Title: Controlling CRISPR with small molecule regulation for somatic cell genome editing
Legend: Three translational challenges for in vivo somatic cell genome editing with CRISPR-Cas9. (1) Off-target DNA double-strand break formation. The gene of interest is targeted by the single guide RNA (sgRNA) and cut by Cas9, and it results in double-stranded breaks that can subsequently be repaired to generate on-target edits. However, with prolonged exposure of Cas9 to the genome, there can be an increase in unwanted modifications at off-target sites. (2) Antibody neutralization to delivery vectors. Antigen-presenting cells may bind capsid proteins or other components from the delivery vector (e.g., polyethylene glycol [PEG]) to trigger an antibody-mediated immune response. (3) Immune response to Cas and vector proteins. MHC class I molecules may bind peptides from degradation of Cas9 and/or the viral vector and present them on the cell surface. These peptides could be presented to T cells and trigger an adaptive immune response.
Citation: Khajanchi, N., & Saha, K. (2022). Controlling CRISPR with small molecule regulation for somatic cell genome editing. Molecular therapy : the journal of the American Society of Gene Therapy, 30(1), 17–31. https://doi.org/10.1016/j.ymthe.2021.06.014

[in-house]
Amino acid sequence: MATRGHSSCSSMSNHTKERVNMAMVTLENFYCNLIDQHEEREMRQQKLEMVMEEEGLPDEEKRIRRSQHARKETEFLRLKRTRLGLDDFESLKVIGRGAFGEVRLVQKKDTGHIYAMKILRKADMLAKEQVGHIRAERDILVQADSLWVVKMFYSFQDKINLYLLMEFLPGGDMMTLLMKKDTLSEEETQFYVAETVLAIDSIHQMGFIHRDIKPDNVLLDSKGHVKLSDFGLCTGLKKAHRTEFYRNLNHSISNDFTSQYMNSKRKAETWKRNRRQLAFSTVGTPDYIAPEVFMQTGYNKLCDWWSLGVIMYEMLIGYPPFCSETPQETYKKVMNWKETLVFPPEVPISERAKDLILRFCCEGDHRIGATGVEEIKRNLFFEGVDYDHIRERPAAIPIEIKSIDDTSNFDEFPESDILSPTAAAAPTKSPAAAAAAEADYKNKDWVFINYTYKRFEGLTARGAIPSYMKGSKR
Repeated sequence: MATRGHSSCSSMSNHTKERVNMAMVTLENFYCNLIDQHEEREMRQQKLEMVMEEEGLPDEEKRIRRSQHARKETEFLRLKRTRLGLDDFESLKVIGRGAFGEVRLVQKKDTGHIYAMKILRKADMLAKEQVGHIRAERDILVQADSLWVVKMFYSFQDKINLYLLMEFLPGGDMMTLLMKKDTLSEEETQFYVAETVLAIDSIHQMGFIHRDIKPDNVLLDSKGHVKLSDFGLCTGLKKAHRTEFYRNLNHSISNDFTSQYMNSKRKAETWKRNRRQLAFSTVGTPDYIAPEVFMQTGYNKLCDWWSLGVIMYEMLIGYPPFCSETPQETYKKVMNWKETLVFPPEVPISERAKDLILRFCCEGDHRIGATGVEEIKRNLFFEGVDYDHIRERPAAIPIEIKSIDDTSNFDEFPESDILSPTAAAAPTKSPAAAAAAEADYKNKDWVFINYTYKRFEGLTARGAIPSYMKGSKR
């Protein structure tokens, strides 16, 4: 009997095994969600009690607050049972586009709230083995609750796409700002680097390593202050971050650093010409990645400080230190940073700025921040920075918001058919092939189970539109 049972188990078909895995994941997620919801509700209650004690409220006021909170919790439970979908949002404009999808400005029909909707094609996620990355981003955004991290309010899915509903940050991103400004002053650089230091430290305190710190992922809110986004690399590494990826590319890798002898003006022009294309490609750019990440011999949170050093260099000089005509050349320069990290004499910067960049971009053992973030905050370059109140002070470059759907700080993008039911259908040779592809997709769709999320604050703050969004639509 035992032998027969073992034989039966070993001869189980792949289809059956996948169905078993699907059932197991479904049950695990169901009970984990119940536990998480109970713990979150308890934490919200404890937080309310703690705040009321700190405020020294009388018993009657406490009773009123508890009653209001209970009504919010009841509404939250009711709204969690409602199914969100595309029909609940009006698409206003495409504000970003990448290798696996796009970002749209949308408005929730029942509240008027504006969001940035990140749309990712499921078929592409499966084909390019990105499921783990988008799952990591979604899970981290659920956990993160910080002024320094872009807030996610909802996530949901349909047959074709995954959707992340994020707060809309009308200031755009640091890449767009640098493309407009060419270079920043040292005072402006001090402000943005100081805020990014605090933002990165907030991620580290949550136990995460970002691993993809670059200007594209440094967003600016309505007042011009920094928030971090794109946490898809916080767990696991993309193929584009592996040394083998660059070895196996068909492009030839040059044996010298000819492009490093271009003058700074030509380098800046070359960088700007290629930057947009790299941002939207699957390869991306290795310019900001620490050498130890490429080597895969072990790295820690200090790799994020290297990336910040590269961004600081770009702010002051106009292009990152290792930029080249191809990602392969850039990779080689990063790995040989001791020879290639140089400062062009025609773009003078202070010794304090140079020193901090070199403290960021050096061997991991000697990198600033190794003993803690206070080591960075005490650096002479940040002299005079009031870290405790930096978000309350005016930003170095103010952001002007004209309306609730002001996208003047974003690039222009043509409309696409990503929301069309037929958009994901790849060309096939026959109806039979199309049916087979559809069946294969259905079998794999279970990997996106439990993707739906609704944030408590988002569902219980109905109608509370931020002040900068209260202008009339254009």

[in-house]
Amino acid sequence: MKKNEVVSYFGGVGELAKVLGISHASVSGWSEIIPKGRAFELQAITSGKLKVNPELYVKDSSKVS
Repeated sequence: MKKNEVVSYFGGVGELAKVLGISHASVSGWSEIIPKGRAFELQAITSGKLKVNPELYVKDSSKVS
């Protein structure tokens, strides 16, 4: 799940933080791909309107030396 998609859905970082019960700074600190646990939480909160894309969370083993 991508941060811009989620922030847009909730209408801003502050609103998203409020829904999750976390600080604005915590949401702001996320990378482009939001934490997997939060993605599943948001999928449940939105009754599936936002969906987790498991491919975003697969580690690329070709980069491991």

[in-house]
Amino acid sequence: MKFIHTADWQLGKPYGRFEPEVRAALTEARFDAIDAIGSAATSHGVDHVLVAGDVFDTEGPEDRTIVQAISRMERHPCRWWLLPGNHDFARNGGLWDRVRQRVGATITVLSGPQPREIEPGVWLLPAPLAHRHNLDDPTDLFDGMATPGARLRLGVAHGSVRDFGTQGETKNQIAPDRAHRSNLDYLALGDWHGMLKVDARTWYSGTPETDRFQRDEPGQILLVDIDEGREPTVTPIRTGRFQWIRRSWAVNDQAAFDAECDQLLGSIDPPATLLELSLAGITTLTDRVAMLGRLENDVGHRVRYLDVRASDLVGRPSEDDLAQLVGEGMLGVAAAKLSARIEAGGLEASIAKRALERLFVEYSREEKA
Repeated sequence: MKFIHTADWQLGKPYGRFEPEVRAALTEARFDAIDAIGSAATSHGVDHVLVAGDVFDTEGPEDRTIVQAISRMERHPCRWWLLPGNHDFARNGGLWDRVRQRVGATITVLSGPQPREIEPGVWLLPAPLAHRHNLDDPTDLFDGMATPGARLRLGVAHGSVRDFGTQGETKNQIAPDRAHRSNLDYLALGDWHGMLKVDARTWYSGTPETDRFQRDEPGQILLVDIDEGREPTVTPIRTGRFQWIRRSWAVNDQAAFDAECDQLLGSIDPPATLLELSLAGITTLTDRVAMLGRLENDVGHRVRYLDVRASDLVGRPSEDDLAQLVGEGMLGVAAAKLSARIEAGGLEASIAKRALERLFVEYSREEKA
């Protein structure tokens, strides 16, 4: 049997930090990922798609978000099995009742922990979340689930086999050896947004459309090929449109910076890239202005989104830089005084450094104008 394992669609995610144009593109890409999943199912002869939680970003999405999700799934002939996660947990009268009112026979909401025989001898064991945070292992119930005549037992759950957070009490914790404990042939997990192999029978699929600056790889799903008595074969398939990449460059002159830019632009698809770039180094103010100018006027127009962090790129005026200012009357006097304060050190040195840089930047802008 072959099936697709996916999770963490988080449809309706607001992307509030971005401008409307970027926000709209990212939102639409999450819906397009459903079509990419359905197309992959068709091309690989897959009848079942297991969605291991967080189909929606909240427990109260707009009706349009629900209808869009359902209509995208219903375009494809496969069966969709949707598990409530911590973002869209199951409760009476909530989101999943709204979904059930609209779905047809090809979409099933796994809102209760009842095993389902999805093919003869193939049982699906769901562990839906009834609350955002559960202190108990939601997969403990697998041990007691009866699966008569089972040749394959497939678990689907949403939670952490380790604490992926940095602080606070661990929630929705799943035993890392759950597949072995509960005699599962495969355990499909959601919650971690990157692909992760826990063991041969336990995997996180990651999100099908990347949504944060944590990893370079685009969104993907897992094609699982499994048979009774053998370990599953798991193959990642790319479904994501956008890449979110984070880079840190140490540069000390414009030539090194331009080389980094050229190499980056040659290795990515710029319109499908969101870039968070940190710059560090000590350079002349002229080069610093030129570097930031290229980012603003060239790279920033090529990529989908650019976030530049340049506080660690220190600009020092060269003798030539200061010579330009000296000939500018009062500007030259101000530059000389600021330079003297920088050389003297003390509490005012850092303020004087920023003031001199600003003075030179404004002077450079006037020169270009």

Abstract: Biomedical research has been revolutionized by the introduction of many CRISPR-Cas systems that induce programmable edits to nearly any gene in the human genome. Nuclease-based CRISPR-Cas editors can produce on-target genomic changes but can also generate unwanted genotoxicity and adverse events, in part by cleaving non-targeted sites in the genome. Additional translational challenges for in vivo somatic cell editing include limited packaging capacity of viral vectors and host immune responses. Altogether, these challenges motivate recent efforts to control the expression and activity of different Cas systems in vivo. Current strategies utilize small molecules, light, magnetism, and temperature to conditionally control Cas systems through various activation, inhibition, or degradation mechanisms. This review focuses on small molecules that can be incorporated as regulatory switches to control Cas genome editors. Additional development of CRISPR-Cas-based therapeutic approaches with small molecule regulation have high potential to increase editing efficiency with less adverse effects for somatic cell genome editing strategies in vivo.
About the Lab: The Saha Lab (Kris Saha) is affiliated with several multi-disciplinary centers including the Waisman Center, Wisconsin Institute for Discovery and the Stem Cell and Regenerative Medicine Center at UW-Madison. Our research dedicated to using human stem cells together with emerging engineering methods in material science and synthetic biology to make smarter therapeutics, model human disease, and advance personalized medicine. We are collaborative efforts on campus in biomanufacturing cell and gene therapies, and nationally with the NIH Somatic Cell Genome Editing program and the NSF Center for Cell Manufacturing Technologies.
Investigator: Krishanu Saha, PhD